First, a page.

Sunday, March 8, 2009 | 3 a.m.
The whine season has begun early in Carson City this year.
As unemployment soars to record highs and gaming stocks drop to record lows, lawmakers who have to make the difficult decisions and special interests who want to influence the Gang of 63 lament their lot, point their fingers and vent their spleens.
The legislative sandbox rarely is a place where prudence supplants petulance, where deliberation replaces consternation. But this session seems demonstrably worse, with the frustrating search for an adult willing to take a mature stance only surpassed by the elusive quest for anyone willing to act on principle.
All of this comes during a metastasizing economic crisis that threatens to take many Strip executives out of cozy boardrooms and into bankruptcy courtrooms, sending reverberations throughout a state where double-digit unemployment may last until next year and beyond.
The session is nearly a third over and a pervasive sense of deja vu is settling in. Governor presents controversial idea(s). Legislature declares them DOA. Partisan sniping ensues between lawmakers and governor and among legislators. Final budget/revenue plans are an abomination, some kind of Frankensteinian creation that has no policy underpinnings but fills a budget hole with cobbled together revenue Band-Aids.
Despite all the chatter about lawmakers, infused with courage by term limits, seeking a new way, I sense the path of least resistance will not be resisted in the end.
My cynicism level is heightened by the mini-dust-up last week over what to do with the unemployment compensation component of the stimulus package, and Gov. Jim Gibbons seizing the occasion of a joint tax hearing to paint the Democrats as having a secret plan to raise revenue.
Gibbons’ performance on the unemployment stimulus money is emblematic. He attacked congressional Democrats but would not commit to a stand on the revenue — even though in July he gushed in a release: “Studies indicate that each dollar paid out in unemployment insurance benefits creates more than two dollars in economic activity in the state … So aside from helping people who are struggling to make ends meet during this difficult economic downturn, this can provide a substantial stimulus to Nevada’s economy.”
This is the new Jim Gibbons, who claims to be a ramrod anti-tax believer but showed the flexibility of an Olympic gymnast in genuflecting to the feds for the stimulus package. The same Jim Gibbons who made his congressional bones as a conservative Republican opposing wasteful government spending, then eagerly grabbed the 10-figure stimulus package many Republicans deride as wasteful government spending — a man whose “no new tax” persona is belied by several de facto taxes embedded in his budget, including the third largest tax increase in history he will sign after the Senate passes the $220 million room tax increase Monday.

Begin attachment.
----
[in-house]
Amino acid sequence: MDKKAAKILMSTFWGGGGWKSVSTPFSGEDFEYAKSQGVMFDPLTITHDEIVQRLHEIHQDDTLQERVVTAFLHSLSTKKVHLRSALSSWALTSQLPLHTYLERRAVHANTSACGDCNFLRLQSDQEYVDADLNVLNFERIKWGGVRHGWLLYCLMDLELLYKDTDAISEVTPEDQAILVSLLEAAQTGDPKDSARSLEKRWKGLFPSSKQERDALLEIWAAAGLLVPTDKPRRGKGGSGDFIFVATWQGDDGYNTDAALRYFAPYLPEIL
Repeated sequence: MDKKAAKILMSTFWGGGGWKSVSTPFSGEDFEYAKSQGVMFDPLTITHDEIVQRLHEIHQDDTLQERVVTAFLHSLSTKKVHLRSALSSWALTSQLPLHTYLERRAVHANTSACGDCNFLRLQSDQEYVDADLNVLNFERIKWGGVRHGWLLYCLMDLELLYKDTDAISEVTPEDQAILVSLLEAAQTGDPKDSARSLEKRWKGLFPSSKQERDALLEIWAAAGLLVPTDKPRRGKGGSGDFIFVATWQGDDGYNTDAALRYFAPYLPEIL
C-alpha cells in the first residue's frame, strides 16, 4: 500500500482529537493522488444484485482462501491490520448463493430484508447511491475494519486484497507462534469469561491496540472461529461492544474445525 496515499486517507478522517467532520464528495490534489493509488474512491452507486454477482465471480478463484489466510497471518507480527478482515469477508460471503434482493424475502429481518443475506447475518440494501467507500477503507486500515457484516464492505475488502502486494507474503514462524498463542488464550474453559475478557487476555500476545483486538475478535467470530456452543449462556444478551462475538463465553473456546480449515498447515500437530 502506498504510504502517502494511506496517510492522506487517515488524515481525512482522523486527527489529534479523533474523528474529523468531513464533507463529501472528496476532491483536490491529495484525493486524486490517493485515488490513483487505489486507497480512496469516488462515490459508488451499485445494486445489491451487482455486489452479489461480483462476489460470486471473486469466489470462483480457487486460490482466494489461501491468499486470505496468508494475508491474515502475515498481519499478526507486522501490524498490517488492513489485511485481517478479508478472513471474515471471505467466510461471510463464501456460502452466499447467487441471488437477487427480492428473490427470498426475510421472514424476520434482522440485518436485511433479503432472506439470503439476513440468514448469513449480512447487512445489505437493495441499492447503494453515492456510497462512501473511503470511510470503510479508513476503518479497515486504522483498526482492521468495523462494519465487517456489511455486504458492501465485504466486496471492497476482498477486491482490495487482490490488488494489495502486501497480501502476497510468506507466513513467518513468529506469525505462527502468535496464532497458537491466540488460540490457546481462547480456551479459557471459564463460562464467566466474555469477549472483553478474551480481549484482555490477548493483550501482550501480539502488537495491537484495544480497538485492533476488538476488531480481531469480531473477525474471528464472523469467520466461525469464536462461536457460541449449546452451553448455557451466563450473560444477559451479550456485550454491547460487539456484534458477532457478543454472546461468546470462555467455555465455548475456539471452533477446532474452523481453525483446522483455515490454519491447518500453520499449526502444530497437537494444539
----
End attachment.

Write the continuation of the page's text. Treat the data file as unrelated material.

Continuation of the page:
Flexibility he has in spades. Principles? Not so much.
But — so far, at least — the Democrats have not been effective foils. Legislative leaders seem to believe that by pointing out that the Gibbons budget is horrendous, they can lay the groundwork for what is euphemistically being called “a revenue package.”
It’s all a charade to get to a number — the eventual amount of the tax increase. Indeed, the Democrats also have a no-new-taxes philosophy, just with an accent on a different word. That is, there are no new taxes under the sun — and for months, there have been revenue matrices circulating in the building.
I would have more respect for Gibbons if he simply said, “Let me be honest. I was great in Congress because I made one-minute floor speeches about Ronald Reagan and liberal Democrats. But now I have to come up with real ideas and all I have is a calculator.”
But I also would have more respect for legislative Democrats if they called a news conference and declared: “Listen, we know Nevadans are hurting. But how much worse will it be if we allowed schools and health care and roads to get worse when we have never funded them properly? We will find a tax package that does not destroy businesses and families but keeps the state intact. And here is what we are looking at ...”
Gibbons is a lost cause. But it is not principled for Democrats to sit down for what they believe in because they are afraid of the political consequences and don’t trust their ability to educate the public.
If ever there were a time to ignore the extremes on both sides, to disregard the blog posters and engage a worried public in an adult conversation about tax truths and consequences, this is the time.
Who in Carson City has had enough of whining and is up to that challenge?